Posts for: December, 2016
Want to know the exact wrong way to pry open a stubborn lid? Just ask Jimmy Fallon, host of NBC-TV’s popular “Tonight Show.” When the 40-year-old funnyman had trouble opening a tube of scar tissue repair gel with his hands, he decided to try using his teeth.
What happened next wasn’t funny: Attempting to remove the cap, Fallon chipped his front tooth, adding another medical problem to the serious finger injury he suffered a few weeks before (the same wound he was trying to take care of with the gel). If there’s a moral to this story, it might be this: Use the right tool for the job… and that tool isn’t your teeth!
Yet Fallon is hardly alone in his dilemma. According to the American Association of Endodontists, chipped teeth account for the majority of dental injuries. Fortunately, modern dentistry offers a number of great ways to restore damaged teeth.
If the chip is relatively small, it’s often possible to fix it with cosmetic bonding. In this procedure, tough, natural-looking resin is used to fill in the part of the tooth that has been lost. Built up layer by layer, the composite resin is cured with a special light until it’s hard, shiny… and difficult to tell from your natural teeth. Best of all, cosmetic bonding can often be done in one office visit, with little or no discomfort. It can last for up to ten years, so it’s great for kids who may be getting more permanent repairs later.
For larger chips or cracks, veneers or crowns may be suggested. Veneers are wafer-thin porcelain coverings that go over the entire front surface of one or more teeth. They can be used to repair minor to moderate defects, such as chips, discolorations, or spacing irregularities. They can also give you the “Hollywood white” smile you’ve seen on many celebrities.
Veneers are generally custom-made in a lab, and require more than one office visit. Because a small amount of tooth structure must be removed in order to put them in place, veneers are considered an irreversible treatment. But durable and long-lasting veneers are the restorations of choice for many people.
Crowns (also called caps) are used when even more of the tooth structure is missing. They can replace the entire visible part of the tooth, as long as the tooth’s roots remain viable. Crowns, like veneers, are custom-fabricated to match your teeth in size, shape and color; they are generally made in a dental lab and require more than one office visit. However, teeth restored with crowns function well, look natural, and can last for many years.
So what happened to Jimmy Fallon? We aren’t sure which restoration he received… but we do know that he was back on TV the same night, flashing a big smile.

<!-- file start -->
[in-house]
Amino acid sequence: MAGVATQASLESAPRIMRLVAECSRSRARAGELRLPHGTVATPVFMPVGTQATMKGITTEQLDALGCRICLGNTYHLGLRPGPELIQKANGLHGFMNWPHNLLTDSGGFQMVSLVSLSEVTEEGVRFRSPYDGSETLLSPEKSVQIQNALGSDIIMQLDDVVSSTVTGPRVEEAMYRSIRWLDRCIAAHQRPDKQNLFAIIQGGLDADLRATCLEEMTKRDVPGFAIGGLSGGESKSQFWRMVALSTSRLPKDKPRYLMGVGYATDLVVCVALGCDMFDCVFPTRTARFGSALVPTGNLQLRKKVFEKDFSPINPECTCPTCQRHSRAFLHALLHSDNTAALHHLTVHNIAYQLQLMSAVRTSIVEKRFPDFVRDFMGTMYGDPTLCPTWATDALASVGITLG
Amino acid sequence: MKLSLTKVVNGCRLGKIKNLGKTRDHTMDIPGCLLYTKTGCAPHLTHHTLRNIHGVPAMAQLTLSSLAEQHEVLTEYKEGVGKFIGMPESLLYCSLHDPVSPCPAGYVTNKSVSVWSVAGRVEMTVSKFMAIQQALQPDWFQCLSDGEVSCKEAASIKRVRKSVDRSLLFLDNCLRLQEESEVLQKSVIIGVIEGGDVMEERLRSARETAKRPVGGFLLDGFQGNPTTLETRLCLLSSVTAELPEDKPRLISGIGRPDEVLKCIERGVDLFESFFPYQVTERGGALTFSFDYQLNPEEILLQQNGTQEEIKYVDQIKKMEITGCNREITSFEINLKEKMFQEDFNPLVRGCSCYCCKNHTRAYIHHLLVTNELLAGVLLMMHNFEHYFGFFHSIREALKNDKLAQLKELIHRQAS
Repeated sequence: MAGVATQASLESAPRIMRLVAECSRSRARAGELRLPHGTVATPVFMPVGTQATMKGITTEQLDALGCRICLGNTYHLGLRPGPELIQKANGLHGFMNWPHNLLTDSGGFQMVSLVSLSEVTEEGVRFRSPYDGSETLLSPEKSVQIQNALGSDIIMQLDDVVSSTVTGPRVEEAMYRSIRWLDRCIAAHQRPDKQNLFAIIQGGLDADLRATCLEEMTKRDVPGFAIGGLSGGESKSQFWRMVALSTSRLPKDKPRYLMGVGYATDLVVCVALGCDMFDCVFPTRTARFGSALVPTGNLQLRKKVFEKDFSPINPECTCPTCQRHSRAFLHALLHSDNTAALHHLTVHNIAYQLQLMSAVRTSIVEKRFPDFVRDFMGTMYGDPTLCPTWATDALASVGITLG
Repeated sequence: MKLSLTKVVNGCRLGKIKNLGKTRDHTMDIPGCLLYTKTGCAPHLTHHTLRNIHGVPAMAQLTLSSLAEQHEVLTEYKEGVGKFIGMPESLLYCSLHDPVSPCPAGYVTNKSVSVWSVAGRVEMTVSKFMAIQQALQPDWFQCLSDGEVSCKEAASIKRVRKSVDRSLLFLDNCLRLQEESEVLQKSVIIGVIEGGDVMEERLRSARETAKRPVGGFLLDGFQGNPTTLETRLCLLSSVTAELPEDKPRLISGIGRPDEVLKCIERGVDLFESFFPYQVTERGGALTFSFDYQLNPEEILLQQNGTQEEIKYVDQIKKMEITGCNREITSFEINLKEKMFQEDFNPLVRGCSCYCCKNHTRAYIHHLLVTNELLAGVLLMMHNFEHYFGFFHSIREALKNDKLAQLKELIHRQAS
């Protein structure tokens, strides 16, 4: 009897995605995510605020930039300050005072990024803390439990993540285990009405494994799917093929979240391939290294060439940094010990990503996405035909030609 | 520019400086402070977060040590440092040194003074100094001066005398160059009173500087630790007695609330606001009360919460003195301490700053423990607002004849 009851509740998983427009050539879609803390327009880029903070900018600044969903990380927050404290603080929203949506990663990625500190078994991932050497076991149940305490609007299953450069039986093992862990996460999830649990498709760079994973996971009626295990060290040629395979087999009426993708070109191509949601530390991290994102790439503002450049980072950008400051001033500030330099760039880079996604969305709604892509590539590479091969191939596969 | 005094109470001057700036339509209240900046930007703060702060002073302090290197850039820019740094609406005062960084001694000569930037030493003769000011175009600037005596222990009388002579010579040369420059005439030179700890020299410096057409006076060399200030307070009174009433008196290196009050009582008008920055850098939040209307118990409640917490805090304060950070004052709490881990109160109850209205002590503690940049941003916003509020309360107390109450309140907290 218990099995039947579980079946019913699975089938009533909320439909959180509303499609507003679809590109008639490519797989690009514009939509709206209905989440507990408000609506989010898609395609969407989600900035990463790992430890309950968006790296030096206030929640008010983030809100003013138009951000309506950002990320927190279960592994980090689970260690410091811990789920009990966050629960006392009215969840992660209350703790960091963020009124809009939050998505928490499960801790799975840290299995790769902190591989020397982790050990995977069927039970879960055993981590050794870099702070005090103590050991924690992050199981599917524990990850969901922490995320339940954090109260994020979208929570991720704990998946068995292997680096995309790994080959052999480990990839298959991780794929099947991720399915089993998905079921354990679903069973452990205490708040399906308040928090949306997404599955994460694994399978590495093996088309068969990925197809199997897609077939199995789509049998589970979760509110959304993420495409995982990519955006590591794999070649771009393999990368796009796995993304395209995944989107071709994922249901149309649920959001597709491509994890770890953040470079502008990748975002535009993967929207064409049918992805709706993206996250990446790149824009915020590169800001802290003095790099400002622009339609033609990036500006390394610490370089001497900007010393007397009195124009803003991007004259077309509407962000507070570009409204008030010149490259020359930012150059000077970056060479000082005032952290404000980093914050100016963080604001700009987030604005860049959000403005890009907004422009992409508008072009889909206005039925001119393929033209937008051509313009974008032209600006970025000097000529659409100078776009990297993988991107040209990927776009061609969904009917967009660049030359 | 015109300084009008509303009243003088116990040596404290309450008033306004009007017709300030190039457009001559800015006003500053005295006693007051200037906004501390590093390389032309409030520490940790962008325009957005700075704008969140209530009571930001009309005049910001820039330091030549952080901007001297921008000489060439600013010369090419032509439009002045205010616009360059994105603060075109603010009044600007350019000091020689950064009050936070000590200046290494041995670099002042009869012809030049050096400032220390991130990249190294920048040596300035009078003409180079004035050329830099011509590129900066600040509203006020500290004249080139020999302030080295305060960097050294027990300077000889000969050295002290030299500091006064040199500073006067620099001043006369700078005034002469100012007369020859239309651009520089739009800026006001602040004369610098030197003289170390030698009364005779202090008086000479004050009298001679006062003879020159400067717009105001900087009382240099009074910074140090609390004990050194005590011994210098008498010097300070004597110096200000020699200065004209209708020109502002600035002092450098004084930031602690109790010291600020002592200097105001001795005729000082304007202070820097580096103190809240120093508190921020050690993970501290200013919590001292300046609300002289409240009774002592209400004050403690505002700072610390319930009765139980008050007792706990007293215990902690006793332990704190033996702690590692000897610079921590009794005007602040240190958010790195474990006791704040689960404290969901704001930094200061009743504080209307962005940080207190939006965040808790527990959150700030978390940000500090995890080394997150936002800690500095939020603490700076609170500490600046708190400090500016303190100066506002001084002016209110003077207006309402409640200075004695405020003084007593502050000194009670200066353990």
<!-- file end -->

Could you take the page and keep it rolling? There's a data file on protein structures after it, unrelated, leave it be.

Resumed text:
If you would like more information about tooth restorations, please contact us or schedule a consultation. You can learn more in the Dear Doctor magazine articles “Porcelain Crowns & Veneers” and “Artistic Repair Of Front Teeth With Composite Resin.”
Find out more about this common endodontic treatment and the benefits surrounding it.
It’s amazing how much people hear root canals and get nervous. While it has certainly been associated with some rather negative connotations, a root canal is a very important and sometimes crucial dental procedure that could mean the difference between having a healthy smile and losing a permanent tooth. From the office of our Waltham, Cambridge, Burlington and Lexington, MA, endodontist, Dr. Ramzi Antoine Sarkis, find out more about a root canal treatment and how it might just help your smile.
When is a root canal necessary?
One of our Waltham, Cambridge, Burlington and Lexington dentists will recommend this restorative treatment if a large cavity or injury has damaged the roots of a tooth and led to inflammation or infection.
What happens during a root canal?
Before we even enter the tooth we will numb the area with a local anesthesia. Once the anesthesia has taken effect we will make an opening at the top of the tooth so that we can access the dental pulp.
Then a special tool, known as an endodontic file, is placed into the tooth to help remove the infected or inflamed pulp, as well as the infection. Once the inside of the tooth has been fully cleaned (including the tooth canals) we will place a filing material into the canals of the tooth to prevent reinfection.
Then the opening of the tooth is often sealed up with a temporary material to protect it while a temporary dental crown or filling is being made. Often time, a dental crown is the restoration that is placed over a tooth after a root canal to protect it from further damage and to restore strength back into the structure. Most people notice fast pain relief after their root canal since this treatment is designed to remove the areas of the tooth that are causing you significant pain.
A root canal is truly nothing to fear. It is designed to preserve your tooth so that you have it for years to come. Lexington Endodontics in the Waltham, Cambridge, Burlington and Lexington, MA, area is dedicated to making sure your smile always gets the care it needs so that it remains healthy.